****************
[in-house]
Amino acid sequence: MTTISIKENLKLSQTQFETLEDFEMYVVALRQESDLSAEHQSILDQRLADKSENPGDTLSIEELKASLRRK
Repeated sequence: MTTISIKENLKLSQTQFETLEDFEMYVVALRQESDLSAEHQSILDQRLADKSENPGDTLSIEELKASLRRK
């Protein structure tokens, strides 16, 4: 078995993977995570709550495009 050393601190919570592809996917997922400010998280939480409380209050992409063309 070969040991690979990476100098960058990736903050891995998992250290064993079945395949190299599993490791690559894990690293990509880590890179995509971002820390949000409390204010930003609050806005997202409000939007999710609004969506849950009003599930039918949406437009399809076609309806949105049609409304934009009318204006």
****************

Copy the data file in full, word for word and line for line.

[in-house]
Amino acid sequence: MTTISIKENLKLSQTQFETLEDFEMYVVALRQESDLSAEHQSILDQRLADKSENPGDTLSIEELKASLRRK
Repeated sequence: MTTISIKENLKLSQTQFETLEDFEMYVVALRQESDLSAEHQSILDQRLADKSENPGDTLSIEELKASLRRK
């Protein structure tokens, strides 16, 4: 078995993977995570709550495009 050393601190919570592809996917997922400010998280939480409380209050992409063309 070969040991690979990476100098960058990736903050891995998992250290064993079945395949190299599993490791690559894990690293990509880590890179995509971002820390949000409390204010930003609050806005997202409000939007999710609004969506849950009003599930039918949406437009399809076609309806949105049609409304934009009318204006």